MOSCOW, JUNE 12 -- Soviet President Mikhail Gorbachev said today that he could accept a unified Germany as a member of NATO as long as any military force in what is now East Germany maintains what he called an "associate membership" in the Warsaw Pact. Western leaders immediately rejected the suggestion.

Gorbachev's complicated proposal envisages a "transition period" for a unified Germany, during which troops in what is now West Germany would be under NATO command while troops in the east would be under control of the German government but would have "associate" status in the Warsaw Pact.

"Our position is the following: We would agree on {German} entry into NATO, if the West accepts associate participation," Gorbachev said. In describing his proposal, the Soviet president used the phrase "dual membership," but it was clear that NATO's role in a unified Germany would be stronger than that played by the Warsaw Pact.

Gorbachev said the troops in the eastern region could include Soviet units, but he was vague about the definition of associate membership. He also urged that the Western and Eastern military alliances agree to an eventual transformation into a united all-European security system.

The Western allies, with West German Chancellor Helmut Kohl in the forefront, promptly dismissed Gorbachev's suggestion, correspondent Edward Cody reported from Bonn. "This is a proposal we do not consider realistic," Kohl told reporters in the West German capital.

The Western response to the proposal, which Gorbachev said he put to President Bush in Washington last week, seemed designed to rule out any further consideration of the idea and to focus attention instead on avenues that West Germany, the United States and other NATO allies feel are more worthy of exploration.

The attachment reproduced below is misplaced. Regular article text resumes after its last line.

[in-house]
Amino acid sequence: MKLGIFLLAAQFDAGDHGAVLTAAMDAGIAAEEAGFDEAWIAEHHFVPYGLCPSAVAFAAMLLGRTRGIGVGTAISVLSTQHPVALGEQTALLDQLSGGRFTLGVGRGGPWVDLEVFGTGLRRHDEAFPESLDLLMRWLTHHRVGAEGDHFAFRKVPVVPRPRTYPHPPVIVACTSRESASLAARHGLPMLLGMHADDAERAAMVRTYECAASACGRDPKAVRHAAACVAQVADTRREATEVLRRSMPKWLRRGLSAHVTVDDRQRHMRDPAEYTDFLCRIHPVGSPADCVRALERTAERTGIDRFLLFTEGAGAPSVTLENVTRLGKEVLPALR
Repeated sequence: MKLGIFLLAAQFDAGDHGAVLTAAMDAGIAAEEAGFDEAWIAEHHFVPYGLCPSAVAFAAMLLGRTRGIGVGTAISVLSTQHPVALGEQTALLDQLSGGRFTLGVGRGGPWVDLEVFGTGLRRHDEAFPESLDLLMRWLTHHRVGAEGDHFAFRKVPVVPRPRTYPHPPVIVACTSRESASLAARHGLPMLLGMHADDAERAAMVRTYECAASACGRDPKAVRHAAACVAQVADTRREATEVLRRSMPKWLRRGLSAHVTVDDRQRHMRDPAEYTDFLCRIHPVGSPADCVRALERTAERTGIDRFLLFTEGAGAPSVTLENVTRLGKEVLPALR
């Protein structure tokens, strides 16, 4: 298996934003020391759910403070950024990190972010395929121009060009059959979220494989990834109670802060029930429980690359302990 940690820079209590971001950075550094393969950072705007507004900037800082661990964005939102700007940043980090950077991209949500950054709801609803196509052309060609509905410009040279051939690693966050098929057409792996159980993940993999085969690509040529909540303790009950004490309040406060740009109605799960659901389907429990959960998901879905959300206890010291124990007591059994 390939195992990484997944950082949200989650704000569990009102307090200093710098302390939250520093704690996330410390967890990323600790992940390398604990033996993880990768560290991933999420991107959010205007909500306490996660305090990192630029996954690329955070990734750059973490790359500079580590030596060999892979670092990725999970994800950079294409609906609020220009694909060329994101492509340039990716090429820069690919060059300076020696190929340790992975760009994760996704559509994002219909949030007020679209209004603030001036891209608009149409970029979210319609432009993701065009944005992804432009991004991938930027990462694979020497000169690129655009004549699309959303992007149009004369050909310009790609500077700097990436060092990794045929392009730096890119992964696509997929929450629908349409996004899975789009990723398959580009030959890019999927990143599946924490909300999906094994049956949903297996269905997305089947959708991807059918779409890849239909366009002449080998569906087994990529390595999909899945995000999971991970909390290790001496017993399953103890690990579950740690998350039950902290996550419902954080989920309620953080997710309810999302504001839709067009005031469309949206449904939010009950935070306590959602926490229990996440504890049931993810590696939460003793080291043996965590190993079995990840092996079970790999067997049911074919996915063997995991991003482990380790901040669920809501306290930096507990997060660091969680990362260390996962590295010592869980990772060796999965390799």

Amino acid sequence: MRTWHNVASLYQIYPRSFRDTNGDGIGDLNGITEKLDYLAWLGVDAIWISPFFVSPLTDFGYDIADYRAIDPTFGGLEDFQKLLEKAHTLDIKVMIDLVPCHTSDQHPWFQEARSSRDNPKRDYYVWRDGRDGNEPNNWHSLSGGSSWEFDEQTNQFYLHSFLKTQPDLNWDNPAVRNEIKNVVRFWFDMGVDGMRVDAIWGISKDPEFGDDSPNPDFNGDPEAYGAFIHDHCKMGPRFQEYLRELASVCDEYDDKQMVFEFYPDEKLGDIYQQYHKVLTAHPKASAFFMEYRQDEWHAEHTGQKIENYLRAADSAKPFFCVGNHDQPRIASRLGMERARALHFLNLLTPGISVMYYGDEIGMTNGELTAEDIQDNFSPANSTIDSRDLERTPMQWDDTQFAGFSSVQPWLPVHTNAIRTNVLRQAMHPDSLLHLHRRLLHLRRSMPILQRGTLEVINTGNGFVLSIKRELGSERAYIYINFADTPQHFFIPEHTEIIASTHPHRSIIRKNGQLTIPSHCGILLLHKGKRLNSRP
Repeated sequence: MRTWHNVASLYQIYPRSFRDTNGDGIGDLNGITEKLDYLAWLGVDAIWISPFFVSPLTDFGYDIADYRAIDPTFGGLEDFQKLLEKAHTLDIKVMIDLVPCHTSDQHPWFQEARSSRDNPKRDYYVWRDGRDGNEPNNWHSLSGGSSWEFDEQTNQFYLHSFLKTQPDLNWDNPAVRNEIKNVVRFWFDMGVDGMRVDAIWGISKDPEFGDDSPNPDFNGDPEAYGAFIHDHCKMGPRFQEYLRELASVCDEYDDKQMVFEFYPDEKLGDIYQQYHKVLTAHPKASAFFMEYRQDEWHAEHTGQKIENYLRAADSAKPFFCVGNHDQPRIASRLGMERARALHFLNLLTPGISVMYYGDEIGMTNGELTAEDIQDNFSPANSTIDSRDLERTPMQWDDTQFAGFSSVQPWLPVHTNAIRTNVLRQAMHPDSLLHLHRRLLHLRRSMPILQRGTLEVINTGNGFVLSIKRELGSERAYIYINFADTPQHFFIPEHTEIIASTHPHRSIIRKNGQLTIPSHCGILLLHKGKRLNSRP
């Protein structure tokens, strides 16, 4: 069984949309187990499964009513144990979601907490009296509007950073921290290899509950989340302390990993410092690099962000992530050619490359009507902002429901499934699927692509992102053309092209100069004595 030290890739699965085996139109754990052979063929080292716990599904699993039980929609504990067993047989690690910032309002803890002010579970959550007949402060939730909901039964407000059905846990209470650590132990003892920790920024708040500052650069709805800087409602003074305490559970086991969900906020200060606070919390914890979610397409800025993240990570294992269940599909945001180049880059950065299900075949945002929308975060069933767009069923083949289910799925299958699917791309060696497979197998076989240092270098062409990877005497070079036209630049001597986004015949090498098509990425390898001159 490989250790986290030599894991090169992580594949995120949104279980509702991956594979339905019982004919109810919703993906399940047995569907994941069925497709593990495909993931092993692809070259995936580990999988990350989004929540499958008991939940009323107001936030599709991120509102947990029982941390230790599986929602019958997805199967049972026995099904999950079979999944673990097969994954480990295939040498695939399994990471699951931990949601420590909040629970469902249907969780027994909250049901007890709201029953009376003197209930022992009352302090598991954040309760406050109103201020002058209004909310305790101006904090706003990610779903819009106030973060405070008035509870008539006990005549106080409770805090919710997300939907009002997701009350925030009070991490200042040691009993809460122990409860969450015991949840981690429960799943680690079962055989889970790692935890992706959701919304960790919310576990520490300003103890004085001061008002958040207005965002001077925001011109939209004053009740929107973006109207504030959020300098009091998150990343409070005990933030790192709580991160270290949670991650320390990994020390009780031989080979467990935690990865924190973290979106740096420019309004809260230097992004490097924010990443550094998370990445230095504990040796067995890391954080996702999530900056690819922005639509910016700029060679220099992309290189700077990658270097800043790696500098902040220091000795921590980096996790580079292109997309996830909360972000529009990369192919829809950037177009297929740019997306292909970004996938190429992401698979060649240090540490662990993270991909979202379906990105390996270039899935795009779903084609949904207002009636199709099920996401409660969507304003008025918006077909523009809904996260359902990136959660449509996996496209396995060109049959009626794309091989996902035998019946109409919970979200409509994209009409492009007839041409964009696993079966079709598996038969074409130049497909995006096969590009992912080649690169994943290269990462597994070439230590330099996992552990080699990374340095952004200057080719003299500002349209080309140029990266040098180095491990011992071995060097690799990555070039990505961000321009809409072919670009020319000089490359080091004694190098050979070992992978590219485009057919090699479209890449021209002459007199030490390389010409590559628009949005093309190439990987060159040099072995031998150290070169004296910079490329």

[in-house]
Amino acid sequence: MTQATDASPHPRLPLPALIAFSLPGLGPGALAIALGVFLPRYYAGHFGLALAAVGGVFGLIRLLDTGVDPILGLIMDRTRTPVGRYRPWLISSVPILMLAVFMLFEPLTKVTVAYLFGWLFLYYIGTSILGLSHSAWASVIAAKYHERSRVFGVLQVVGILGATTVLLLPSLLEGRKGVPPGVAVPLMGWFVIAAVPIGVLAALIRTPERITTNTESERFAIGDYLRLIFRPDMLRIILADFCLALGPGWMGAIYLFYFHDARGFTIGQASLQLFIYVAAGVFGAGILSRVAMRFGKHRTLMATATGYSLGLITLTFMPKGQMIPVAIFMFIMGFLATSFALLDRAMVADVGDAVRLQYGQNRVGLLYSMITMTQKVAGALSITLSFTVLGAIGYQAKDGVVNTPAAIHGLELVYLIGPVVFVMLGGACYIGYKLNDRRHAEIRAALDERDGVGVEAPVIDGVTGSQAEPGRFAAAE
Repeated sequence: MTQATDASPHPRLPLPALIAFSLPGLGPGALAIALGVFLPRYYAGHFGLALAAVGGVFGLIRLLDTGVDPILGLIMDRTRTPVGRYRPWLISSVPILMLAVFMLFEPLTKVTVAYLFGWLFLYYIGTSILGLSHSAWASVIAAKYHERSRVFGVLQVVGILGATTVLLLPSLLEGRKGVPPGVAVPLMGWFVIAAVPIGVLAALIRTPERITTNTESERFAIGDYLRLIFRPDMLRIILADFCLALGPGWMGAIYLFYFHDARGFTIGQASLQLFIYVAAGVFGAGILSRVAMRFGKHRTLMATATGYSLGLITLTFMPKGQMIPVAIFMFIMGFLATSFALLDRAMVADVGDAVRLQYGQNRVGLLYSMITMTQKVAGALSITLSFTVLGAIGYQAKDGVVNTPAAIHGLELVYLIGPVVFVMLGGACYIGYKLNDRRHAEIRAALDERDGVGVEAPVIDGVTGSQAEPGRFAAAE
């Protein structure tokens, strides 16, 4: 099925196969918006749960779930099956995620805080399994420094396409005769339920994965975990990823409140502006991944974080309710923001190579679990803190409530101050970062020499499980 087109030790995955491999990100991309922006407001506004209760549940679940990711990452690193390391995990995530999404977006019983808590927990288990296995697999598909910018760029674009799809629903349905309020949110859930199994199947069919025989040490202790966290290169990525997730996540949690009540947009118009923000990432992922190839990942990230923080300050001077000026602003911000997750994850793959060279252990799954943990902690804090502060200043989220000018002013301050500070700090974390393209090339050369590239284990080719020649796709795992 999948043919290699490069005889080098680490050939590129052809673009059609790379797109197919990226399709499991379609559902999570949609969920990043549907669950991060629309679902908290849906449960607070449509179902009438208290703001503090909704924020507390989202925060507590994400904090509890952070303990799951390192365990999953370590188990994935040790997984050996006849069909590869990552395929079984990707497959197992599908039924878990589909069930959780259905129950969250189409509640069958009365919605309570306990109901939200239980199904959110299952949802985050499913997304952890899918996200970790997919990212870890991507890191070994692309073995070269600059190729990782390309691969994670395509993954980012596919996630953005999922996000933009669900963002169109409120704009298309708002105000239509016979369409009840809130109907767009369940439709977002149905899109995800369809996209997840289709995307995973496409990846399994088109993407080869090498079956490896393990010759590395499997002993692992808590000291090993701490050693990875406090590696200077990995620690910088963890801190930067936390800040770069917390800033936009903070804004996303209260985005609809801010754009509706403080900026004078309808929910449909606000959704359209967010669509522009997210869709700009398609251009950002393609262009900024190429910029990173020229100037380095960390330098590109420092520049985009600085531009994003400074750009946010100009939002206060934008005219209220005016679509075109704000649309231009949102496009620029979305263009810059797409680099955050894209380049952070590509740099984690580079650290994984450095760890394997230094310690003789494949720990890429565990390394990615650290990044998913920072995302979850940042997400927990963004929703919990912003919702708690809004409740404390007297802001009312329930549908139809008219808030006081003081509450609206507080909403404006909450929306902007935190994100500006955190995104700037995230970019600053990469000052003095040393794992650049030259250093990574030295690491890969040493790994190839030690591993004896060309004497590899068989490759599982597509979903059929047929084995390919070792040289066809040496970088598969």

{"The matter was discussed here," President Bush said at a White House photo session. "Our position is well known to him, which is that a unified Germany should be in NATO with no conditions."}

The Soviet leadership's subtle shift on the issue of German military alliances is yet another move in the diplomatic struggle over the shape of post-Cold War Europe and its longstanding security pacts. Gorbachev previously had ruled out membership of a unified Germany solely in NATO, and at one point he even proposed, to the dismay of Western leaders, that Germany be a full member of both the North Atlantic Treaty Organization and the Warsaw Pact.

Gorbachev, reporting to the Soviet legislature on his recent meetings in Washington, praised Bush for showing understanding and restraint regarding the Soviet Union's domestic problems. He said he told Bush, "We will agree on entry of Germany into NATO only if you accept associate participation . . . and only if there is a simultaneous process of coming together of the two blocs."

With the countries of Eastern Europe electing independent, non-Communist governments and seeking less rigid relations with Moscow, the Warsaw Pact has weakened dramatically in the past half year. The Soviet Union has found itself adjusting its stand on the German question several times, dealing, it appears, from a position of diplomatic weakness.

Gorbachev, however, warned today that "if we have the feeling we are not being taken into account on the German issue, then the positive processes in Europe will be under serious threat. This is no bluff."

Gorbachev said that both the Soviet Union and the United States should have the option of pulling out of any new security arrangement if one side feels the spirit of the agreement is being violated. He said he hoped that a new security agreement regarding a unified Germany would be a "linking element or forerunner" to a comprehensive European security structure in the future.